On our way to the car to drop off some of our personal items, we saw my running buddy Abby! She was running the 5k with her daughter Stella (who is in the stroller and was not feelin’ our photo op). Abby and I run together almost every weekend and it’s always a treat to see her, unexpectedly, at races.I have a pretty good idea of how fast my cousin runs since we’ve completed several races together (two half marathons in San Francisco and a Thanksgiving Day 10k). I really had no specific expectations for this race-I hadn’t set a goal. I just thought it would be a beautiful day, to spend time with my cousin, doing something we both love. We started the race together and I soon noticed we were running at a 7:50 min/mile pace.  I was really just trying to keep up with him. I think he was going at a “slower” pace to take it easy on me. Meanwhile, my little legs were working hard. I told Aaron with excitement (and shock) that if I stayed with him I may set a personal record. At that point, Aaron wanted to help keep me on track and continued to lead the way. He stayed about two steps ahead of me which kept me motivated. It was pretty funny that I decided not to wear my earphones because Aaron didn’t have a pair but we quickly realized that we were not really in the “talking and running” mood. We were FOCUSED!

I typically run with music but this day I focused on my breathing and soaking in every minute of the beauty that surrounded me. Running for me is a great time to reflect on my blessings. Many times while running I name all of the things/people I am thankful for and feel inspired to keep moving.

 Overall the race was terrific! I got a PR for both my 5k and 10k.  Aaron and I couldn’t stop smiling and I literally could not thank him enough for motivating me. It’s a very rewarding feeling to finish a race strong. It made me realize that I run better and faster when I go into a run with zero expectations. After my last half marathon, I felt disappointed because I had not finished “fast enough”-which is silly I know, since I STILL completed 13.1 miles. I’m convinced that not setting any expectations for the ZooZoom and feeling relaxed and grateful, is why I was able to set personal records in both distances.

   To my surprise I ended up placing 4th in my age group. I was shocked when I saw this! I started singing and dancing to Dan while we were driving. I’m in a tough age group: 25-29. It has really fast women and for once I was a part of that group. It felt good knowing that my hard work day in and day out is paying off. I wasn’t the fastest and know about a dozen people who can beat my time but I was still proud that I was able to achieve top 5 at a race.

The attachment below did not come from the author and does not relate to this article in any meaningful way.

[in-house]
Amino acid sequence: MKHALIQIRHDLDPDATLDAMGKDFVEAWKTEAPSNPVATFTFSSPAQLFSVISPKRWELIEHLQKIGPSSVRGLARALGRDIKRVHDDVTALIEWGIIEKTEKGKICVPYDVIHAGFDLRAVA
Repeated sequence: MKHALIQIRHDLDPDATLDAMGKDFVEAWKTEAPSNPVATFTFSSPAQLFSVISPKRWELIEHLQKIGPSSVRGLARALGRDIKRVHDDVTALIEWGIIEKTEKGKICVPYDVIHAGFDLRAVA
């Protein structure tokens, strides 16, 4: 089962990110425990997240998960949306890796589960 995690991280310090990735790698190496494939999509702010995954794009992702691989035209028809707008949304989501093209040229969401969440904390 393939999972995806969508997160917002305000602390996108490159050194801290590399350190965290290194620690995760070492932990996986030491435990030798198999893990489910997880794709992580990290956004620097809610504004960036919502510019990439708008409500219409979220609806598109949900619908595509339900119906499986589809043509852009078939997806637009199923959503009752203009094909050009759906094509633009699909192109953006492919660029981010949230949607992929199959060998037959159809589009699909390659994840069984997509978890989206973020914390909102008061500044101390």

Later that evening, Dan and I went to a food trucks event for dinner-as a treat for my run. I ended up back at William Land Park where Sacto MoFo was hosting a food truck night. There was live music, bounce houses, picnic areas, and of course FOOD. I couldn’t decide what to eat-everything looked and sounded delicious!  We walked around in circles until I finally let my belly do all the talking and we decided on sea food. I ended up ordering a lobster roll. Back in my flight attendant days, everyone would rant and rave about lobster rolls (specifically the ones from Boston) and I wanted to see what all the fuss was about. Sadly, I was disappointed. Our meal cost about $35 and we were both still really hungry afterwards. Dan ordered cajun shrimp tacos. Poor guy was sadly disappointed as well. Even though our food truck experience wasn’t great we still had a good time chatting on the grass and enjoying the beautiful weather. I hope the lobster rolls in Boston are much better than the one I had.

I do a lot of self-reflecting on days when I run. Before the race, Aaron and I sat in the car and talked about what it felt like completing a marathon. We both agreed that it was the hardest thing we’ve ever done and our legs hurt in places we never knew could feel pain. Our conversation ended something like this:
Aaron: “I just feel like if I can do this…”
Me: “You can do anything?”
Aaron: “Exactly!”
Me: “Me too.”

I’m fortunate to have family and close friends who share my love for running. This feeling, both Aaron and I shared of accomplishment, will forever be embedded in my heart. I can apply it to any aspect of life and that’s one of the magical things about running. And ultimately, if I can do it, you can do it too.

#RunningforCarbs #ByeGirl